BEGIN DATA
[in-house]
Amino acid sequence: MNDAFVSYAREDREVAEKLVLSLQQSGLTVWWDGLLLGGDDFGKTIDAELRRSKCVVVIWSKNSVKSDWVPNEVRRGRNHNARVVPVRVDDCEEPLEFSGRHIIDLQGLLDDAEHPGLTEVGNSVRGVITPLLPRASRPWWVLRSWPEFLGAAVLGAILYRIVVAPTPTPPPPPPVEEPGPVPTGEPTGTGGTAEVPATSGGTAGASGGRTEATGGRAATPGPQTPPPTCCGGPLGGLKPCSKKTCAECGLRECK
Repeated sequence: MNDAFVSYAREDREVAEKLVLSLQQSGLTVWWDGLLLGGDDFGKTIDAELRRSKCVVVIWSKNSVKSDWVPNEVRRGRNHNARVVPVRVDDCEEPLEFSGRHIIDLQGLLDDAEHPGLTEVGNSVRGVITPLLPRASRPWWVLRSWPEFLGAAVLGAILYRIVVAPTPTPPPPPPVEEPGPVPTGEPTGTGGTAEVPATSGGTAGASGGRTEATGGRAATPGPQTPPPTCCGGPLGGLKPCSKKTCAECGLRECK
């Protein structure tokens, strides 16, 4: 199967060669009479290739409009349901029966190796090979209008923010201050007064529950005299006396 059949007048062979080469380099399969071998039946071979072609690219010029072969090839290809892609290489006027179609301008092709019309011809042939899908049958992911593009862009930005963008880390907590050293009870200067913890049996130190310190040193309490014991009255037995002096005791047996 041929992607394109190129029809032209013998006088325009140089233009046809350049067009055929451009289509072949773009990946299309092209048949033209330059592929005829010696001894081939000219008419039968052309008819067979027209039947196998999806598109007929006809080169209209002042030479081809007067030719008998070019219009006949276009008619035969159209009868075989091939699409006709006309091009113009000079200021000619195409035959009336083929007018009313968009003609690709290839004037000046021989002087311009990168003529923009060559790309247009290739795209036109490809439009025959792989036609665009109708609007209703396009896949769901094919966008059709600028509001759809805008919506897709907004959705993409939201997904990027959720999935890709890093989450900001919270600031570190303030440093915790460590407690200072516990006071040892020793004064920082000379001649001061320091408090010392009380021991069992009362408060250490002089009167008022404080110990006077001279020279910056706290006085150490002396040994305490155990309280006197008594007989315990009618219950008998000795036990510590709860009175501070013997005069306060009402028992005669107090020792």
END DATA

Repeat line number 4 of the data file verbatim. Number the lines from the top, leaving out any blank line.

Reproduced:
């Protein structure tokens, strides 16, 4: 199967060669009479290739409009349901029966190796090979209008923010201050007064529950005299006396 059949007048062979080469380099399969071998039946071979072609690219010029072969090839290809892609290489006027179609301008092709019309011809042939899908049958992911593009862009930005963008880390907590050293009870200067913890049996130190310190040193309490014991009255037995002096005791047996 041929992607394109190129029809032209013998006088325009140089233009046809350049067009055929451009289509072949773009990946299309092209048949033209330059592929005829010696001894081939000219008419039968052309008819067979027209039947196998999806598109007929006809080169209209002042030479081809007067030719008998070019219009006949276009008619035969159209009868075989091939699409006709006309091009113009000079200021000619195409035959009336083929007018009313968009003609690709290839004037000046021989002087311009990168003529923009060559790309247009290739795209036109490809439009025959792989036609665009109708609007209703396009896949769901094919966008059709600028509001759809805008919506897709907004959705993409939201997904990027959720999935890709890093989450900001919270600031570190303030440093915790460590407690200072516990006071040892020793004064920082000379001649001061320091408090010392009380021991069992009362408060250490002089009167008022404080110990006077001279020279910056706290006085150490002396040994305490155990309280006197008594007989315990009618219950008998000795036990510590709860009175501070013997005069306060009402028992005669107090020792």